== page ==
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FACTBOX - Who wants what from the G20?

(Reuters) - Following are some of the key priorities of G20 states attending a London summit Thursday.

ARGENTINA - Seeks more IMF voting power for emerging economies; fewer conditions and longer terms for IMF loans; increased effectiveness of IMF oversight mechanisms.

AUSTRALIA - IMF resources should be at least doubled and China should get a more central role; G20 should play more prominent role in global affairs.

BRAZIL - Seeks big increase in IMF funds and creation of $100 billion (70 billion pounds) Fund credit line for international trade; rich nations should accept responsibility for bringing about the crisis; stronger voice for emerging economies; conclusion of Doha Round of trade talks.

BRITAIN - Prime Minister Gordon Brown says summit must do “whatever is necessary to restore the world economy to the growth it needs”; priorities are reform of global banking system and creation of jobs. Wants G20 to reaffirm opposition to protectionism and clamp down on tax havens.

CANADA - Seeks measures to restore global growth; commitment against protectionism; stronger banking regulation; boost to IMF resources.

CHINA - Demands more IMF voting rights and firmer international financial regulation; last week it floated the idea of a new global reserve currency based on IMF special drawing rights, but this drew a cool response.

EU - Favours more resources for IMF and more effective financial regulation; resistant to calls for new stimulus measures.

FRANCE - With Germany, believes the need is not for more stimulus but tighter regulation, enshrined in a new global financial architecture; favours clamping down on hedge funds and tax havens.

GERMANY - “All financial markets, products and participants, without exception” -- notably hedge funds -- should be subject to appropriate supervision or regulation; favours modified bank capital adequacy rules, reform of IMF.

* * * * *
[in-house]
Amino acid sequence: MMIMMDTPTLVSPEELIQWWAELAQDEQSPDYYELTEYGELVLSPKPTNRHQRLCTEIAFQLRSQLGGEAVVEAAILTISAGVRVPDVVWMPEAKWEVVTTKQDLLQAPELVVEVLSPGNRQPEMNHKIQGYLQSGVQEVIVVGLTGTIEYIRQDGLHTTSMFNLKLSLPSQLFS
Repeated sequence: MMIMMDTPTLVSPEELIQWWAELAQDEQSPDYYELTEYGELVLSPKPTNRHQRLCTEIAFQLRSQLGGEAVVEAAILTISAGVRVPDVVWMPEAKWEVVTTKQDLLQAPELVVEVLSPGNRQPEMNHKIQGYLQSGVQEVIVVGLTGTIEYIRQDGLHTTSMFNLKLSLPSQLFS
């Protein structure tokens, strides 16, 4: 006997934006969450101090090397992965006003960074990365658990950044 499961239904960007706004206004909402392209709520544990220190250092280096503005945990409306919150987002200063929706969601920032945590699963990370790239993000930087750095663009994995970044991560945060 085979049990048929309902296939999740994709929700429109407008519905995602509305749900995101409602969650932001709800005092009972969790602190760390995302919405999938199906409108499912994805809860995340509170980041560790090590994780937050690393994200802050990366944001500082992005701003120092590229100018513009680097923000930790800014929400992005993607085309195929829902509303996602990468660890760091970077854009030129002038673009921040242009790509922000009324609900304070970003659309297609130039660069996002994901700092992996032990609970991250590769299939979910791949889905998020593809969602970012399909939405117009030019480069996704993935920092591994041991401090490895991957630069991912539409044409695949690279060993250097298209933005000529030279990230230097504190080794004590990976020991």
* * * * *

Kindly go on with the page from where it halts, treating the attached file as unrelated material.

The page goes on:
INDIA - With Brazil, Russia and China, wants more lending to emerging economies hit by collapse of private capital, and urgent reforms to improve their representation in IMF. Wants to implement confidence-building measures in world economy and discourage protectionism.

INDONESIA - Wants G20 to state general principles on fiscal stimulus measures, with guidance on appropriate size in relation to GDP. Continues to demand a Global Expenditure Support Fund to help developing countries weather the crisis and continue to grow; wants to make IMF more representative of new world order.

ITALY - Backs reform of global financial system and cooperation on regulation between the G8 (which it chairs) and G20.

JAPAN - Says leaders should focus on saving the world economy rather than on longer-term efforts to improve financial regulation. “Although we are ready to discuss capital adequacy ratio regulations, we have to decide which problem has the priority,” Finance Minister Kaoru Yosano said this month.

MEXICO - Wants G20 to strengthen international financial organizations and bolster their support for emerging economies, and to coordinate fiscal measures against the global crisis.

RUSSIA - Wants reform of IMF and World Bank; more say -- and more voting power -- for emerging economies

SAUDI ARABIA - Seeks reform of IMF; any increased contributions must be matched by greater influence; wants to avoid the global crisis further undermining demand for oil.

SOUTH AFRICA - Wants stronger role and better resources for IMF, World Bank and regional development banks.

SOUTH KOREA - Wants stronger commitment against erecting trade barriers, and agreement on how much fiscal stimulus is needed to counter recession.

TURKEY - Seeks stronger European commitment to stimulate economies; pledges to avoid protectionism; rich nations should deliver on aid promises.

UNITED STATES - Seeks “robust approach” to stimulus measures, approach to dealing with toxic assets, agreement on regulatory reform to prevent repeat of crisis. Backs greater transparency by tax havens.